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DOT Secures $600 Million in Refunds From Airlines



Alaska Airlines

Last holiday season was a nightmare for many airlines and the passengers floating, and sometimes staying, in airports. Between labor shortages, strikes, and winter storms, the winter wasn’t kind to the airline industry. And the travelers stranded in airports were the ones to get hit with many of the consequences. The Department of Transportation involved itself following thousands of canceled flights with no refunds happening for passengers. On Monday, Transportation Secretary Pete Buttigieg reported that the Department of Transportation secured $600 million in refunds from six airlines. 

DOT Gets Airlines to Issue Refunds

The Department of Transportation released a statement on Monday, stating that after they received a flood of complaints from travelers claiming that airlines didn’t give them prompt refunds following canceled or changed flights. The six airlines named in the press release are Frontier Airlines, Air India, TAP Portugal, Aeromexico, El Al, and Avianca.

“The bottom line is that as people get ready to fly this holiday season, I want passengers to know that the U.S. DOT has their back, of course when it comes to safety, but also when it comes to meeting these important customer service standards,” Buttigieg said during a news conference Monday. He continued by adding, “Our overall objective is to make sure passengers get their money back, and so we know that these enforcement actions have contributed to that happening… [but] this really shouldn’t be happening in the first place. It shouldn’t take an enforcement action from the U.S. Department of Transportation to get airlines to pay refunds that they’re required to pay.” In addition to the refunds, DOT fined the airlines combined over $7 million in civil penalties. 

Airlines Respond

The hardest hit by the Department of Transportation was Frontier Airlines. DOT hit them with $222 million in refunds, a full $100 million over the next airline. They also were slapped with $2.2 million in civil penalties, carrying a third of the total penalties filed. One of the biggest complaints was that the airline retroactively changed the definition of a “significant flight change,” one of the parameters that would spark a refund, from three hours to one full calendar day. This move helped them avoid millions in refunds during the mass of cancellations.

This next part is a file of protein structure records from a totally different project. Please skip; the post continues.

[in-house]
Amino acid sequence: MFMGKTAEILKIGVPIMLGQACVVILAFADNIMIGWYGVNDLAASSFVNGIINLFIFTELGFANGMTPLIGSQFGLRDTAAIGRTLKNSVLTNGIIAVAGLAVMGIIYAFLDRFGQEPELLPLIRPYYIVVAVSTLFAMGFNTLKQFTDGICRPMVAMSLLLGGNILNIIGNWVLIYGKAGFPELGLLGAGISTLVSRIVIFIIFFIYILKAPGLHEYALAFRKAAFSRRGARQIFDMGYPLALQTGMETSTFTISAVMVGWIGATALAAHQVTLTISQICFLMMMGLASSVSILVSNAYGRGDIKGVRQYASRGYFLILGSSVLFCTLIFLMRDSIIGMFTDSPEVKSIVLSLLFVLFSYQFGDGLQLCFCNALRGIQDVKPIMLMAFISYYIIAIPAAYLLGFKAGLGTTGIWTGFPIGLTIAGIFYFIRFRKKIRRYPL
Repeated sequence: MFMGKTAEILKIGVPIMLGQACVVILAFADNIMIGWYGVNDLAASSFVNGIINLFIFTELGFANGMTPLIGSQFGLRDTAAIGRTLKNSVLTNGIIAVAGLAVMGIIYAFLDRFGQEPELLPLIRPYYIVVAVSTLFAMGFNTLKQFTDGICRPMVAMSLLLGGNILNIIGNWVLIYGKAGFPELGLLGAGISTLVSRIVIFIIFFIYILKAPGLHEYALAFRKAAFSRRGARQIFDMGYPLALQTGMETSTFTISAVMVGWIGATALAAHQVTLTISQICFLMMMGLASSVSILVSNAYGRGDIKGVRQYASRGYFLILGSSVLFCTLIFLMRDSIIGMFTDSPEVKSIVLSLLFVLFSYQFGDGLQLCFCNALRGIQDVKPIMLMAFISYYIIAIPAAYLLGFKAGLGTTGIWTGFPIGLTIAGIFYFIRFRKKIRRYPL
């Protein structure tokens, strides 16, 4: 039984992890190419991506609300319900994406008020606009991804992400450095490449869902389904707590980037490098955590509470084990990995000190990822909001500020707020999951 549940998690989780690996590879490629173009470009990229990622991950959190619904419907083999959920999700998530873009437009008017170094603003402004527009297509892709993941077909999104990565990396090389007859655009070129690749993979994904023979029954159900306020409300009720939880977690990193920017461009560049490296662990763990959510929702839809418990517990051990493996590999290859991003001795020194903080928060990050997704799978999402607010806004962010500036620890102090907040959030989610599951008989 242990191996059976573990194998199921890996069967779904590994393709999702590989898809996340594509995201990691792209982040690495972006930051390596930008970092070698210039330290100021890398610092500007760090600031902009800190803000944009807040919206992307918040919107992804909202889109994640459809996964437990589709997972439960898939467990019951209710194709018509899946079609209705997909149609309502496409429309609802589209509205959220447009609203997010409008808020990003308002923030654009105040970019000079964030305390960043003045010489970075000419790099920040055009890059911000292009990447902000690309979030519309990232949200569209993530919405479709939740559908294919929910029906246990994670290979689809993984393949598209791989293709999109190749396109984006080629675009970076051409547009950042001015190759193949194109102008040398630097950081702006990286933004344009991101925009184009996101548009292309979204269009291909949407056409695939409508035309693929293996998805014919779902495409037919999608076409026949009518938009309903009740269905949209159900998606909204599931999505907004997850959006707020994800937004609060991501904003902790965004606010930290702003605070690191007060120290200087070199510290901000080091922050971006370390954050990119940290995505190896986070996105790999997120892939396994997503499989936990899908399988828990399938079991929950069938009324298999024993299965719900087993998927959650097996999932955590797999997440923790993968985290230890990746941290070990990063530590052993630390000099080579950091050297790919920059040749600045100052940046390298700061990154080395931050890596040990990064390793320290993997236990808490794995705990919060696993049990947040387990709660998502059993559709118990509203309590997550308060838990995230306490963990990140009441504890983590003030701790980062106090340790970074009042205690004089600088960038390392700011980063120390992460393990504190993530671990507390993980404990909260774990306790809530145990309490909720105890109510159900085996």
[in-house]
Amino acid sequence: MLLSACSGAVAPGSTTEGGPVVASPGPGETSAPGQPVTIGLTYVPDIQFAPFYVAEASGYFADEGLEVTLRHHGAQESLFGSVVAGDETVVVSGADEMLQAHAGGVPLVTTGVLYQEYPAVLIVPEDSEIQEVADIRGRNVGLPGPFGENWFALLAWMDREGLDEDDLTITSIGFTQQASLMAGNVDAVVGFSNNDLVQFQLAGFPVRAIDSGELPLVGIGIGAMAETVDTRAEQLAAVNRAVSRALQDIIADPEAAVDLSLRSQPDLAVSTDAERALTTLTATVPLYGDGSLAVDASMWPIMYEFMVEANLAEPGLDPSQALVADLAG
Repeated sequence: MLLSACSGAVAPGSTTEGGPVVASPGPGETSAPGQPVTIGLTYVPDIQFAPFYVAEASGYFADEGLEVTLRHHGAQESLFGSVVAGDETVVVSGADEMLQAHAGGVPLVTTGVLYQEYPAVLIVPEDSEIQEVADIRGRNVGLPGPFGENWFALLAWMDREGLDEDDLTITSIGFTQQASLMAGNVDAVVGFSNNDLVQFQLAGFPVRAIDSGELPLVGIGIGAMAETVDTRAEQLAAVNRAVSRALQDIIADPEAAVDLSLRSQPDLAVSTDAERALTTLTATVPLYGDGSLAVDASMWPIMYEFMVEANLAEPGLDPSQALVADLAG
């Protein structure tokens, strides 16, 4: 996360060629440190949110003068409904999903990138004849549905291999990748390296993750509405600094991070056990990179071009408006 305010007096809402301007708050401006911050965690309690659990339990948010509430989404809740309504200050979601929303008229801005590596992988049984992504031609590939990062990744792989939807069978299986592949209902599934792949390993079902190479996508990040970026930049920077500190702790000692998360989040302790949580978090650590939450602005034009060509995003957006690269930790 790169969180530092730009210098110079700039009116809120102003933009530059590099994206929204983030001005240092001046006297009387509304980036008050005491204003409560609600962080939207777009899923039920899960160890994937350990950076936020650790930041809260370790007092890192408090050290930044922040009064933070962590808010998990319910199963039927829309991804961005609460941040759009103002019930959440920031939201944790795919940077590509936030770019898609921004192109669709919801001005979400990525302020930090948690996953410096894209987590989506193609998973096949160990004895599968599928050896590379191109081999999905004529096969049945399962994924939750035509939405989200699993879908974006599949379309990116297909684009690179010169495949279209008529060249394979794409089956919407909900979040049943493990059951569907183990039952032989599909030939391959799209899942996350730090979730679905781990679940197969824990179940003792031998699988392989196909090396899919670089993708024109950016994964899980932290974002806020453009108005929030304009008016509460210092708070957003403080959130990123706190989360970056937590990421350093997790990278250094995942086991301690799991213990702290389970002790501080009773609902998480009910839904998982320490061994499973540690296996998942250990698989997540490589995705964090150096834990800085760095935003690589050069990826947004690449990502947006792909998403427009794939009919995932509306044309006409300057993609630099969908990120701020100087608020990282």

“Frontier Airlines has issued over $92 million in refunds and redeemed credits and vouchers to customers who voluntarily canceled their non-refundable tickets during the pandemic and were not entitled to a refund under U.S. law,” a Frontier spokesperson said. “In addition, the company provided over $2.7 million in refunds by voluntarily applying a more generous definition of a significant delay than was in effect at the time for customers who booked and purchased their tickets between March 25 and October 27, 2020. These goodwill refunds of nearly $100 million demonstrate Frontier’s commitment to treating our customers with fairness and flexibility. Under the terms of the Consent Order, Frontier will make a total out-of-pocket payment in the amount of $1 million, having received a $1.2 million goodwill refund credit.”